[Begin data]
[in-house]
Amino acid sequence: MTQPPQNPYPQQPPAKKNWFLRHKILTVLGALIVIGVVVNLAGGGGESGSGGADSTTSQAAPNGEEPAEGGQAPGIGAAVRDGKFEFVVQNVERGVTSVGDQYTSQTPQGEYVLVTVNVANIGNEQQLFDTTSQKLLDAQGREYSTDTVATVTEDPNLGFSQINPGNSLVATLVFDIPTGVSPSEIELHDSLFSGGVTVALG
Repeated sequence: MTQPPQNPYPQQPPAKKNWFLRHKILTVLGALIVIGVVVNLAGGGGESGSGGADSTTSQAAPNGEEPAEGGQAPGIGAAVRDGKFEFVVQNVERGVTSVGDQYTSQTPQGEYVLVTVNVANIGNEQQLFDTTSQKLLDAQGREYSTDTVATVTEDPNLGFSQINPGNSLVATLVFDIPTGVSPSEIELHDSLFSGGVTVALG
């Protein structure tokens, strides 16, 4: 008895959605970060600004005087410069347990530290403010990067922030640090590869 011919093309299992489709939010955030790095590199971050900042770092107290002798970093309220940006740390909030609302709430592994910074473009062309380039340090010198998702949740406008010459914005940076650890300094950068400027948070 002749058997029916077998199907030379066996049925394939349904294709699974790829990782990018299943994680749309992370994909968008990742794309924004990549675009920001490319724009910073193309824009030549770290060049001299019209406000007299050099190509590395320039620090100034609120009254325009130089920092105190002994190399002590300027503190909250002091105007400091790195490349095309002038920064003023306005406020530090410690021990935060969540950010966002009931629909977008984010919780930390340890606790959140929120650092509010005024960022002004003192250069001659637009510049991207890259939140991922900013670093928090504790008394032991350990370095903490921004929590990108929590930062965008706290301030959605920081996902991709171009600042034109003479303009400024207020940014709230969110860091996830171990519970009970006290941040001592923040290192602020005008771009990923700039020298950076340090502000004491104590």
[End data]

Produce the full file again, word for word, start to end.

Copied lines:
[in-house]
Amino acid sequence: MTQPPQNPYPQQPPAKKNWFLRHKILTVLGALIVIGVVVNLAGGGGESGSGGADSTTSQAAPNGEEPAEGGQAPGIGAAVRDGKFEFVVQNVERGVTSVGDQYTSQTPQGEYVLVTVNVANIGNEQQLFDTTSQKLLDAQGREYSTDTVATVTEDPNLGFSQINPGNSLVATLVFDIPTGVSPSEIELHDSLFSGGVTVALG
Repeated sequence: MTQPPQNPYPQQPPAKKNWFLRHKILTVLGALIVIGVVVNLAGGGGESGSGGADSTTSQAAPNGEEPAEGGQAPGIGAAVRDGKFEFVVQNVERGVTSVGDQYTSQTPQGEYVLVTVNVANIGNEQQLFDTTSQKLLDAQGREYSTDTVATVTEDPNLGFSQINPGNSLVATLVFDIPTGVSPSEIELHDSLFSGGVTVALG
């Protein structure tokens, strides 16, 4: 008895959605970060600004005087410069347990530290403010990067922030640090590869 011919093309299992489709939010955030790095590199971050900042770092107290002798970093309220940006740390909030609302709430592994910074473009062309380039340090010198998702949740406008010459914005940076650890300094950068400027948070 002749058997029916077998199907030379066996049925394939349904294709699974790829990782990018299943994680749309992370994909968008990742794309924004990549675009920001490319724009910073193309824009030549770290060049001299019209406000007299050099190509590395320039620090100034609120009254325009130089920092105190002994190399002590300027503190909250002091105007400091790195490349095309002038920064003023306005406020530090410690021990935060969540950010966002009931629909977008984010919780930390340890606790959140929120650092509010005024960022002004003192250069001659637009510049991207890259939140991922900013670093928090504790008394032991350990370095903490921004929590990108929590930062965008706290301030959605920081996902991709171009600042034109003479303009400024207020940014709230969110860091996830171990519970009970006290941040001592923040290192602020005008771009990923700039020298950076340090502000004491104590």